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Physical Cryptographic Warhead Verification MIT: Laboratory for Nuclear Security and Policy

Made from the Right Stuff

Most people are familiar with the reddish glow of a neon sign, the orange of a sodium street lamp, or violet of a mercury black light. The colors of these lights are signatures of the elements emitting the light, each color unique to each element and determined by the energies of the electrons around that element's nucleus. In an analogous way, the protons and neutrons inside the nucleus are associated with another set of energies, and these too can glow with a unique set of colors, except the light from the nucleus is x-rays instead of visible light. By observing the spectrum of these x-rays, we can determine not only the elements, but also isotopes from which an object is made. This is called Nuclear Resonance Fluorescence (NRF), and it lets us determine the exact composition of the nuclear warhead. Unlike other nucler measurements, it is impossible to substitute one isotope or element for another.

All In the Right Place

Not only do we need to check all the materials used to make the warhead, it's also necessary to determine that the warhead has all those materials in all the correct locations. By measuring the NRF signature of the test object from many different angles, we in effect create a tomographic map of the distribution of isotopes within the object.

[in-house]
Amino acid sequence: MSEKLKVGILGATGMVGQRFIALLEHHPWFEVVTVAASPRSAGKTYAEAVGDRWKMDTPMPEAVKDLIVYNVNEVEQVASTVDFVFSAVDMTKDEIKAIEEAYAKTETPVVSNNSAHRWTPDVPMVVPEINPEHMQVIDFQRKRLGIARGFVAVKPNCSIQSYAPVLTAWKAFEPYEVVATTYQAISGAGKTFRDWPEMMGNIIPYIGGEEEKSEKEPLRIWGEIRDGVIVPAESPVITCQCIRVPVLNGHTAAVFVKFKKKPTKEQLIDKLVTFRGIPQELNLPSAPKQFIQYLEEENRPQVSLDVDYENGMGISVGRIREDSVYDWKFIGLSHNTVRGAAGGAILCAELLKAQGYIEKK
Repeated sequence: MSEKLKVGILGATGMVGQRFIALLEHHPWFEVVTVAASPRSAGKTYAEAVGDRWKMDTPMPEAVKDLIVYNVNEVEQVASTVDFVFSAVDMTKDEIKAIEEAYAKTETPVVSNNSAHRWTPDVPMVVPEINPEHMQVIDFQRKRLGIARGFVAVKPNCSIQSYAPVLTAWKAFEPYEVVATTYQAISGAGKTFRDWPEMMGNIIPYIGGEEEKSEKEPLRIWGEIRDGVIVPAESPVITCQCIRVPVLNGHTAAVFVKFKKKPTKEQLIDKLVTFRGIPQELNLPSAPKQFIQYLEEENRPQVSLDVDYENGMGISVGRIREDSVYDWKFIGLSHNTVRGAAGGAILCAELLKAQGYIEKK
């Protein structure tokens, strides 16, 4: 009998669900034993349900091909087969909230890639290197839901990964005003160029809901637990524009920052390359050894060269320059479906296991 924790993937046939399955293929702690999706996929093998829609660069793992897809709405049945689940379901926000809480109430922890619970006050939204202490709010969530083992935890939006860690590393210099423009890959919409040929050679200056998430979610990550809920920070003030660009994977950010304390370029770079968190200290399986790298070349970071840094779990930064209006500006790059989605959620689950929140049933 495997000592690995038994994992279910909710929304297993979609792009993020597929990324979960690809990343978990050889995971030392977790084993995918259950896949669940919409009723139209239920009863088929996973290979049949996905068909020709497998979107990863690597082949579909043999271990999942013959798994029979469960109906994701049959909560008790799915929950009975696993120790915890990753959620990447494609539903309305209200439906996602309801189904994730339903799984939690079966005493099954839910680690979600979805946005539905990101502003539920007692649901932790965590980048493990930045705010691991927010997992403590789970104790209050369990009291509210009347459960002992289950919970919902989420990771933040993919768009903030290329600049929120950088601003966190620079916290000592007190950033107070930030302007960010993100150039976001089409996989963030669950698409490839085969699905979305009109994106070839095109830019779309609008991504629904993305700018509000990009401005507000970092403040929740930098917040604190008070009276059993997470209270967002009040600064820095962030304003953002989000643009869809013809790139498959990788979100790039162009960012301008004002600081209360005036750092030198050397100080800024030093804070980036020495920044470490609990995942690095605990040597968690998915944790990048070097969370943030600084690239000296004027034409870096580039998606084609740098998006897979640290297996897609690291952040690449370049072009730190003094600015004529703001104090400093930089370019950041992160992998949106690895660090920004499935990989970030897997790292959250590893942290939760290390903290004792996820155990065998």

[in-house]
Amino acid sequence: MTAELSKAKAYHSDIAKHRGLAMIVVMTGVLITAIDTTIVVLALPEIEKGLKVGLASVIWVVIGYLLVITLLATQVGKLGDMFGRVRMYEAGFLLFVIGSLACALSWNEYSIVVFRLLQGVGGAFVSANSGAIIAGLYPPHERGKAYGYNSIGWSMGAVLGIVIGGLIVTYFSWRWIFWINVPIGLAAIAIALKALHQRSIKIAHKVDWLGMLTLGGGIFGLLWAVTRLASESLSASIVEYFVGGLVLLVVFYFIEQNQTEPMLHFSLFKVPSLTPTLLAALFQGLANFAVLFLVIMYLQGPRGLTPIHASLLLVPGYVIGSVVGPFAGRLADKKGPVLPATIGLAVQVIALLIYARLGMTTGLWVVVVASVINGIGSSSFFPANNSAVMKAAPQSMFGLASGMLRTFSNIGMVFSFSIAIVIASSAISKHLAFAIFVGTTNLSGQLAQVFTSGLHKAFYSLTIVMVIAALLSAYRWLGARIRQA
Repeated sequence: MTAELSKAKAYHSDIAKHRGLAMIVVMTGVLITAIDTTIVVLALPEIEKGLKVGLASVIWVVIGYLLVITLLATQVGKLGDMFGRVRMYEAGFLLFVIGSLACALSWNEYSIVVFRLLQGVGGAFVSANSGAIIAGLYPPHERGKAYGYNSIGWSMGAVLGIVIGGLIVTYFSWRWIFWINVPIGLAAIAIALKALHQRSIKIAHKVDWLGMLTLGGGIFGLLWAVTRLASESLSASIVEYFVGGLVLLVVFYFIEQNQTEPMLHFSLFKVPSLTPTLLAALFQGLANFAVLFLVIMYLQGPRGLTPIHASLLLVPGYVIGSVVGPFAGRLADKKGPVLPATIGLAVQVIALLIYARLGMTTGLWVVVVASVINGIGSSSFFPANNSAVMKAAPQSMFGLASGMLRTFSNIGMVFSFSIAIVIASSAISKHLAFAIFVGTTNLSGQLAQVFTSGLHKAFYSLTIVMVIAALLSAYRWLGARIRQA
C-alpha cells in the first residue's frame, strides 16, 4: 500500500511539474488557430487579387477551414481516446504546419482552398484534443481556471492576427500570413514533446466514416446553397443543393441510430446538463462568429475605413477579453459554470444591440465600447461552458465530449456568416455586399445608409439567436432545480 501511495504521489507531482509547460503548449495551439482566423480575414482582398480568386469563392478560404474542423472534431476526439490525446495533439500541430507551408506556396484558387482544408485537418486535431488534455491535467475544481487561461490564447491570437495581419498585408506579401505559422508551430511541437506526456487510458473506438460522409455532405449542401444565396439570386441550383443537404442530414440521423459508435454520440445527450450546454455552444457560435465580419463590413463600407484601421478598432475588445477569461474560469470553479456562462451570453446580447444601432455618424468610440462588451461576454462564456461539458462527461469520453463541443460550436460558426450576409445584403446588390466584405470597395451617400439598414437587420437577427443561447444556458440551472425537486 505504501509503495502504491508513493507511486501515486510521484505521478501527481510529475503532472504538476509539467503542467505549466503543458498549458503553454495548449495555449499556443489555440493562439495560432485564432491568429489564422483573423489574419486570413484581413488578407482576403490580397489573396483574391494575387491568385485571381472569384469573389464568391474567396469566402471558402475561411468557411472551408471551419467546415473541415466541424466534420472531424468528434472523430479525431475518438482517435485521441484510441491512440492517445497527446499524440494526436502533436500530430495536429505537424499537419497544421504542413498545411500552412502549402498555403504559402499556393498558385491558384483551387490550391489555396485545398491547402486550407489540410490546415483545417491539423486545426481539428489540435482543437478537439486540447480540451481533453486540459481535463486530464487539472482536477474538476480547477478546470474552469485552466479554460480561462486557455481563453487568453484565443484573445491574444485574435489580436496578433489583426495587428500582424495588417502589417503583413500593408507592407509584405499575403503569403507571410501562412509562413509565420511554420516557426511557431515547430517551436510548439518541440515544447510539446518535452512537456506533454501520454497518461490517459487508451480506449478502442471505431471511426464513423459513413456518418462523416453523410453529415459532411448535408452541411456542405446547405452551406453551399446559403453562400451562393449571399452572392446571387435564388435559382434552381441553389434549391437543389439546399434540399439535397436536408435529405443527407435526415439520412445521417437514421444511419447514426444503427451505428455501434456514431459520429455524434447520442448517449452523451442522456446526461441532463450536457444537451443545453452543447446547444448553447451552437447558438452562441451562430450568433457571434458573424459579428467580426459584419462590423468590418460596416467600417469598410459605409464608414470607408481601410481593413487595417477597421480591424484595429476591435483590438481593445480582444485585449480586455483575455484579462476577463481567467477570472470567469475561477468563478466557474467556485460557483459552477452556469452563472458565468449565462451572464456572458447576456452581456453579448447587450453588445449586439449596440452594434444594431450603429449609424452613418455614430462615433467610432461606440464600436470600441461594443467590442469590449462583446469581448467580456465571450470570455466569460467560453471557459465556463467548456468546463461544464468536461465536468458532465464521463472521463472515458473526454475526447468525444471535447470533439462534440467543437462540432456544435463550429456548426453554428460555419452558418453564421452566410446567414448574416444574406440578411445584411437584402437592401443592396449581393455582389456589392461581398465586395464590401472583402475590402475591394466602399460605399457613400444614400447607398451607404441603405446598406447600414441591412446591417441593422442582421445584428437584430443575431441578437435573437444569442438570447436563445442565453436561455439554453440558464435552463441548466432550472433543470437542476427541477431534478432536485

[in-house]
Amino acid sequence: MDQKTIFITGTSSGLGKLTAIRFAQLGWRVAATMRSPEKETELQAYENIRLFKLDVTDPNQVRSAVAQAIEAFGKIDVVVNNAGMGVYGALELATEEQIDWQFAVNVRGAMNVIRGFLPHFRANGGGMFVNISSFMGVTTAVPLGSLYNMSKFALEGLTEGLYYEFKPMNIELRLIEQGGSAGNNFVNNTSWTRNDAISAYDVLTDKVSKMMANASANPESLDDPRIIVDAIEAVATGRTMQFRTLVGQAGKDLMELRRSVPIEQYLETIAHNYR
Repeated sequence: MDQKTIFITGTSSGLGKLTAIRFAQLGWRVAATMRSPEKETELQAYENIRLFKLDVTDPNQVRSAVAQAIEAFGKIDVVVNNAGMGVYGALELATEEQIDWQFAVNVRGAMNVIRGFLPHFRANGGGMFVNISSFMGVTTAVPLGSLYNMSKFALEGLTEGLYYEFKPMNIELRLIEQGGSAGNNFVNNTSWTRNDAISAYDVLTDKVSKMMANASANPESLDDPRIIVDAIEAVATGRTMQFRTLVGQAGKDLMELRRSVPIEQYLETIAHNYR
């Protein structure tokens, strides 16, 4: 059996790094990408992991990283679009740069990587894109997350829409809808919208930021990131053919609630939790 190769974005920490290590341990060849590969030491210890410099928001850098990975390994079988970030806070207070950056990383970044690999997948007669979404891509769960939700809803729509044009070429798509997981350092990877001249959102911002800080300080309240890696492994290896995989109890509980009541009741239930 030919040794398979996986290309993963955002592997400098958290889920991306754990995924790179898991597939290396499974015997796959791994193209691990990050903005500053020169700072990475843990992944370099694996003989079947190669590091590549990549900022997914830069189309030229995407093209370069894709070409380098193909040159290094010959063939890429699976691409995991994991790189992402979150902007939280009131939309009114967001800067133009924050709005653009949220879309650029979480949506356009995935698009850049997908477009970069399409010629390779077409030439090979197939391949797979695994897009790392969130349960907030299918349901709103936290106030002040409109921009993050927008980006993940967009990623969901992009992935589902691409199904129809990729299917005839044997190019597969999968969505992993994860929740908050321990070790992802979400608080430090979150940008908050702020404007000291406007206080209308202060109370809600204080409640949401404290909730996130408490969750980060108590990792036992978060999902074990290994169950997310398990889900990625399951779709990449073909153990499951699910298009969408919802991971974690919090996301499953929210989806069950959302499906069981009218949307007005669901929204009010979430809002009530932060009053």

Keeping Secrets Secret

The challenge of warhead verification comes in protecting secret information. A straightforward measurement of the warhead's composition and geometry would reveal far too much information to the inspector. One possibility long pursued is to use software or electronics to analyze the measured data and hide it from inspectors, giving only a pass/fail result. Unfortunately, nobody has yet figured out how to make that approch perfectly secure against hacking or cheating. Instead, we use use a physical instantiation of one-time-pad encryption to protect information. The process is based on a special single-pixel tomographic transform and the use of a physical secret key for each single-pixel measurement. The physical secret key is simply a thin foil, the composition of which is known only to the weapon owner. The x-rays leaving the weapon are convolved with the foil-key. The result is the equivalent to an enrypted bit representing the line-integrated density of one isotope in the warhead. By taking multiple projections, corresponding to multiple lines of interrogation through the warhead, the equivalent of a digital hash is built up. By comparing the hash values for a real and test warhead, one can confirm if the test warhead is a match or not.

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